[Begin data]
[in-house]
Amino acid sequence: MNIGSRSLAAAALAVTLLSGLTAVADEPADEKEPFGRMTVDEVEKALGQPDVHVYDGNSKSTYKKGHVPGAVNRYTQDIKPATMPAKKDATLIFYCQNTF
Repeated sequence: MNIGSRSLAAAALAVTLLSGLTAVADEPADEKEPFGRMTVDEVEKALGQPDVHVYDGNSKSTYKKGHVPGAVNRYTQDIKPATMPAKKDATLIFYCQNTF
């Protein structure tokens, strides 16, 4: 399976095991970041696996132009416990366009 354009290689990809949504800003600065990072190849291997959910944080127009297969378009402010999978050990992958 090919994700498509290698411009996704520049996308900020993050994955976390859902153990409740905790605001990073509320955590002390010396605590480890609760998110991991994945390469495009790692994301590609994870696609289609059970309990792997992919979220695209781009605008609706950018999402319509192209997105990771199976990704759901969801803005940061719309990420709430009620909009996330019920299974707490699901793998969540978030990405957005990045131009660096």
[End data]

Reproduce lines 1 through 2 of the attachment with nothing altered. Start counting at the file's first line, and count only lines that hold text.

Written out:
[in-house]
Amino acid sequence: MNIGSRSLAAAALAVTLLSGLTAVADEPADEKEPFGRMTVDEVEKALGQPDVHVYDGNSKSTYKKGHVPGAVNRYTQDIKPATMPAKKDATLIFYCQNTF